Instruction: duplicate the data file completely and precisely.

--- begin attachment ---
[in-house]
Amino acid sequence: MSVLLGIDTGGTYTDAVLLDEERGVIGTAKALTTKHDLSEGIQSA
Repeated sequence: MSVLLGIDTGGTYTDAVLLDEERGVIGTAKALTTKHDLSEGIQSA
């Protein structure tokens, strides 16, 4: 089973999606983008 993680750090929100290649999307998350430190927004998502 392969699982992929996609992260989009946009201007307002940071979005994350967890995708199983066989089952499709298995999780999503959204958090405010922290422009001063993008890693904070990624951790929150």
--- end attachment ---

[in-house]
Amino acid sequence: MSVLLGIDTGGTYTDAVLLDEERGVIGTAKALTTKHDLSEGIQSA
Repeated sequence: MSVLLGIDTGGTYTDAVLLDEERGVIGTAKALTTKHDLSEGIQSA
């Protein structure tokens, strides 16, 4: 089973999606983008 993680750090929100290649999307998350430190927004998502 392969699982992929996609992260989009946009201007307002940071979005994350967890995708199983066989089952499709298995999780999503959204958090405010922290422009001063993008890693904070990624951790929150």